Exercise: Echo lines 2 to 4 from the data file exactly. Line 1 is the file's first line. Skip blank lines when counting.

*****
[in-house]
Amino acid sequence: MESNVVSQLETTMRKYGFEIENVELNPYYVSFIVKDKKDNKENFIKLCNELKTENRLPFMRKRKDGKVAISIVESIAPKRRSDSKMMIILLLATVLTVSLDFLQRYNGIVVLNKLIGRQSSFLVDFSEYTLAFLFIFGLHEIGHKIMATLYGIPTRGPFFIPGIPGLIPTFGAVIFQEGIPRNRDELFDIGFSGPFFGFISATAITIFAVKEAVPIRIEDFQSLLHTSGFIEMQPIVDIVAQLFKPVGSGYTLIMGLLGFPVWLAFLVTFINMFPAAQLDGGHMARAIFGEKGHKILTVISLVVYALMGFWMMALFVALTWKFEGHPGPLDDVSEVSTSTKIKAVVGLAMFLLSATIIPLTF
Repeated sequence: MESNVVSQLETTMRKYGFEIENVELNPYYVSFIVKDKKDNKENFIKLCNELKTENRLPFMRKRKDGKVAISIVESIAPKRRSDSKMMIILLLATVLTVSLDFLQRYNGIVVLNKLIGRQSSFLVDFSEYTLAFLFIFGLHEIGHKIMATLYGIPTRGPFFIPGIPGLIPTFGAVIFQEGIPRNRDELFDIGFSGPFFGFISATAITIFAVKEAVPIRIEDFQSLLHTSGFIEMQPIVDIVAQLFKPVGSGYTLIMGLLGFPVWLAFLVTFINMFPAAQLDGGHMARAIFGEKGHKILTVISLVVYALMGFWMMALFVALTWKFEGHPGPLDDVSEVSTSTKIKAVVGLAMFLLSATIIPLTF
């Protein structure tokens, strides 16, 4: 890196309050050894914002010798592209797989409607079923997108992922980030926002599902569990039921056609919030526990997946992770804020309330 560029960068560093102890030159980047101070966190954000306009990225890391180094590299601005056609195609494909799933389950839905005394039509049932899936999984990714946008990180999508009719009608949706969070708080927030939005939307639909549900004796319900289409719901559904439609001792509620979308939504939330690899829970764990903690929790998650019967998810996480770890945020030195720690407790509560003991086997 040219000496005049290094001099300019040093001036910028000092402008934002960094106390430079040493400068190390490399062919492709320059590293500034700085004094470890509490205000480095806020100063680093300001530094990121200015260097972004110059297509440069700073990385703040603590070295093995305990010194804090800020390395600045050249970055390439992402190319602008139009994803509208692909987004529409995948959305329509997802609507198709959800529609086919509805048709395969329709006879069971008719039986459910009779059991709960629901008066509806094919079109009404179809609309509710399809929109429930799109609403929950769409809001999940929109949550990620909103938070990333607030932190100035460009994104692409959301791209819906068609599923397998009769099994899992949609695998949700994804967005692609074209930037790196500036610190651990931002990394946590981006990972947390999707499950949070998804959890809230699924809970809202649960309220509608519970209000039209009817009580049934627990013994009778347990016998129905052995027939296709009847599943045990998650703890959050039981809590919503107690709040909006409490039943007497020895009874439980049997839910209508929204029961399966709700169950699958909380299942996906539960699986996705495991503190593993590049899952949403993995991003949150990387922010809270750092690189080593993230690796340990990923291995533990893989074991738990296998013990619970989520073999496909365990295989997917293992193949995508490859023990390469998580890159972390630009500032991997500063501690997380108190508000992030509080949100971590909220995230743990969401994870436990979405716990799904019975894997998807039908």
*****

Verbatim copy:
Amino acid sequence: MESNVVSQLETTMRKYGFEIENVELNPYYVSFIVKDKKDNKENFIKLCNELKTENRLPFMRKRKDGKVAISIVESIAPKRRSDSKMMIILLLATVLTVSLDFLQRYNGIVVLNKLIGRQSSFLVDFSEYTLAFLFIFGLHEIGHKIMATLYGIPTRGPFFIPGIPGLIPTFGAVIFQEGIPRNRDELFDIGFSGPFFGFISATAITIFAVKEAVPIRIEDFQSLLHTSGFIEMQPIVDIVAQLFKPVGSGYTLIMGLLGFPVWLAFLVTFINMFPAAQLDGGHMARAIFGEKGHKILTVISLVVYALMGFWMMALFVALTWKFEGHPGPLDDVSEVSTSTKIKAVVGLAMFLLSATIIPLTF
Repeated sequence: MESNVVSQLETTMRKYGFEIENVELNPYYVSFIVKDKKDNKENFIKLCNELKTENRLPFMRKRKDGKVAISIVESIAPKRRSDSKMMIILLLATVLTVSLDFLQRYNGIVVLNKLIGRQSSFLVDFSEYTLAFLFIFGLHEIGHKIMATLYGIPTRGPFFIPGIPGLIPTFGAVIFQEGIPRNRDELFDIGFSGPFFGFISATAITIFAVKEAVPIRIEDFQSLLHTSGFIEMQPIVDIVAQLFKPVGSGYTLIMGLLGFPVWLAFLVTFINMFPAAQLDGGHMARAIFGEKGHKILTVISLVVYALMGFWMMALFVALTWKFEGHPGPLDDVSEVSTSTKIKAVVGLAMFLLSATIIPLTF
């Protein structure tokens, strides 16, 4: 890196309050050894914002010798592209797989409607079923997108992922980030926002599902569990039921056609919030526990997946992770804020309330 560029960068560093102890030159980047101070966190954000306009990225890391180094590299601005056609195609494909799933389950839905005394039509049932899936999984990714946008990180999508009719009608949706969070708080927030939005939307639909549900004796319900289409719901559904439609001792509620979308939504939330690899829970764990903690929790998650019967998810996480770890945020030195720690407790509560003991086997 040219000496005049290094001099300019040093001036910028000092402008934002960094106390430079040493400068190390490399062919492709320059590293500034700085004094470890509490205000480095806020100063680093300001530094990121200015260097972004110059297509440069700073990385703040603590070295093995305990010194804090800020390395600045050249970055390439992402190319602008139009994803509208692909987004529409995948959305329509997802609507198709959800529609086919509805048709395969329709006879069971008719039986459910009779059991709960629901008066509806094919079109009404179809609309509710399809929109429930799109609403929950769409809001999940929109949550990620909103938070990333607030932190100035460009994104692409959301791209819906068609599923397998009769099994899992949609695998949700994804967005692609074209930037790196500036610190651990931002990394946590981006990972947390999707499950949070998804959890809230699924809970809202649960309220509608519970209000039209009817009580049934627990013994009778347990016998129905052995027939296709009847599943045990998650703890959050039981809590919503107690709040909006409490039943007497020895009874439980049997839910209508929204029961399966709700169950699958909380299942996906539960699986996705495991503190593993590049899952949403993995991003949150990387922010809270750092690189080593993230690796340990990923291995533990893989074991738990296998013990619970989520073999496909365990295989997917293992193949995508490859023990390469998580890159972390630009500032991997500063501690997380108190508000992030509080949100971590909220995230743990969401994870436990979405716990799904019975894997998807039908």